Collaboration: Parents involved in their children’s education bring a great deal of value to school systems that rely upon the skills of these parents to supplement the learning experience beyond school budgets. Management, communication, creative, organizational and people skills are applied and honed in parent organizations as well as civic involvement. This translates to workers who – previously stationed at their kitchen table, computer desk, or community gathering place -- developed or improved valuable skills used in identifying issues, performing needs analyses, designing creative solutions, tapping new resources, and building consensus.

Community-Centric: Social networking and collaboration tools provide remote workers with lifelines to the communities they need in order to succeed. These tools also empower remote workers to foster new communities to take their business to the next level. Most parents quickly recognize the value of community in the raising of their children. This appreciation of fellowship carries into business through online and offline communities. Today’s gadgets make it almost impossible to disconnect. By efficiently and methodically applying smart phones, tablets, laptops, webinars, video conferencing, and cloud computing, remote workers design effective remote working structures, suitable for meeting and exceeding their professional obligations.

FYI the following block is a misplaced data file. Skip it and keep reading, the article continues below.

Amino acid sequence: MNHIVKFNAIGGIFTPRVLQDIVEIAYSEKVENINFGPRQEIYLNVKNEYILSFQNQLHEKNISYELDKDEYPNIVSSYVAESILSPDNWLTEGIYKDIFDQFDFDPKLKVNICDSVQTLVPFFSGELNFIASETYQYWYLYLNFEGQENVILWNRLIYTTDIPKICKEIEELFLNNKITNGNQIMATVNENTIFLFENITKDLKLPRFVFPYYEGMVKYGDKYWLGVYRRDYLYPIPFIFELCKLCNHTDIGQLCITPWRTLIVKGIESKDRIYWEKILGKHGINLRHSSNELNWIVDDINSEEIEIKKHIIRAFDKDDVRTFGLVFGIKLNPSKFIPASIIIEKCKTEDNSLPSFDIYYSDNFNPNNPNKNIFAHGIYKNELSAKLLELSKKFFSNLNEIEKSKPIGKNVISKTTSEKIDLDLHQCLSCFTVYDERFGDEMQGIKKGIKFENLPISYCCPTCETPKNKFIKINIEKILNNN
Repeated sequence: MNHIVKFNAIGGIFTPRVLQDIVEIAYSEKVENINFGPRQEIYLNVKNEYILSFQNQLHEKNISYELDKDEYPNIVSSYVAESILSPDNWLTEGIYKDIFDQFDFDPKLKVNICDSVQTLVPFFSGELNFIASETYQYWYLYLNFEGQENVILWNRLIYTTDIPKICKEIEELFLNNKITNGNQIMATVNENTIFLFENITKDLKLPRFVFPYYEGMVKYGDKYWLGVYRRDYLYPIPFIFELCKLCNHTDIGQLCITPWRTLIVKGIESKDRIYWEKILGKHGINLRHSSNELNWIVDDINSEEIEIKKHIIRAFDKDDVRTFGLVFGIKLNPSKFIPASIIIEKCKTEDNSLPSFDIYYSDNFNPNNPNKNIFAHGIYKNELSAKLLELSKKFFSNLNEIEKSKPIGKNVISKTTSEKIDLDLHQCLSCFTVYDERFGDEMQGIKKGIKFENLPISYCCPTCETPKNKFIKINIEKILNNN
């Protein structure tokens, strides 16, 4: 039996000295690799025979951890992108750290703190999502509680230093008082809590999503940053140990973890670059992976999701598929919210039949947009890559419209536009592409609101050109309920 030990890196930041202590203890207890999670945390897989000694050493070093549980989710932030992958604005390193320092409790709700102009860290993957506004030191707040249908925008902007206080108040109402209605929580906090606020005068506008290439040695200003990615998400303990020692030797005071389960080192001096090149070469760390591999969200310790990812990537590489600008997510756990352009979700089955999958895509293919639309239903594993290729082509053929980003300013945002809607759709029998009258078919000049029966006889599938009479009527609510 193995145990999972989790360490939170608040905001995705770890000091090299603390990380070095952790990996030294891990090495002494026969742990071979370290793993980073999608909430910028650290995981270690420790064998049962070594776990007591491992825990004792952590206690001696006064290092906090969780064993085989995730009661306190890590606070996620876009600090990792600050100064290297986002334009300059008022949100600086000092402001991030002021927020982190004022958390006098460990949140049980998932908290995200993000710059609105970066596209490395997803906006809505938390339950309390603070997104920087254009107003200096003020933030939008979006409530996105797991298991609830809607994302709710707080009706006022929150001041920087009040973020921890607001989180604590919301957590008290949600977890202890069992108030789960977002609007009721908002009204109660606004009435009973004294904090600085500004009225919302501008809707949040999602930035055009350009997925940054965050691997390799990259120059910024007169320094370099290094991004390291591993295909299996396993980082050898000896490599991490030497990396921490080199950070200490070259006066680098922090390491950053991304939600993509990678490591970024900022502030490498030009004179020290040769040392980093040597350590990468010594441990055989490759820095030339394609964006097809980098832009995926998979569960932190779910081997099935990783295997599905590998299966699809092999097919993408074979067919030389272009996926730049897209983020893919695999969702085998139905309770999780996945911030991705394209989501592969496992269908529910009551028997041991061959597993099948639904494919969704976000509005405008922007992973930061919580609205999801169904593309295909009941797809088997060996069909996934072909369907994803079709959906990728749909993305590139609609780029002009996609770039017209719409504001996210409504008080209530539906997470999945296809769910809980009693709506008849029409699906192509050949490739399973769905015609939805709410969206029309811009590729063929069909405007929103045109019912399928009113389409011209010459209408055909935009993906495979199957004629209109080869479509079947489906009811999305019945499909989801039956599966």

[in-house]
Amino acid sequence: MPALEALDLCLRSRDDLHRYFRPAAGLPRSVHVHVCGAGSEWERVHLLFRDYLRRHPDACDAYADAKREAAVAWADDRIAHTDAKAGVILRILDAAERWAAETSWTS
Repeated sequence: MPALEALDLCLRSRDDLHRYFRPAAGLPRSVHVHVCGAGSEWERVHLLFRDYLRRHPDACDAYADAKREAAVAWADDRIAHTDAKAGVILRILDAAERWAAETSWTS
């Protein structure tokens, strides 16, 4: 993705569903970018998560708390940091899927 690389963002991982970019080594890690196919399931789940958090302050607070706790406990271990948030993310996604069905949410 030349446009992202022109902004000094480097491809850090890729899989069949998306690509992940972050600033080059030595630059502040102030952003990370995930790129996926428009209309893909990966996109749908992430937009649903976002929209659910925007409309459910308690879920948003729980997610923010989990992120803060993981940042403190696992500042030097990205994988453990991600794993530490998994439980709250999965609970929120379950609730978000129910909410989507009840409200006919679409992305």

While it is not all about working in yoga attire – although, for me, that certainly helps! – I bring the sum of my experiences to a remote working environment, feeling grateful for the opportunity to contribute to an organization’s success and to earn income, all while soothing my soul in small acts of “being there” for my family.

Remote working environment is definitely my preference. What is yours?


  1. I love this article!! I feel the same on so many of your thoughts. I always say I own 2 businesses, but my biggest job is being CEO of my Family.

  2. The site looks great! I like your thoughts, Kathy. After all of the demands of making and raising people, I just don't see how I could go back to a work environment that disctated how and when I should work. Working for myself, at my home office and seeing clients in the field, is really a good combination for me.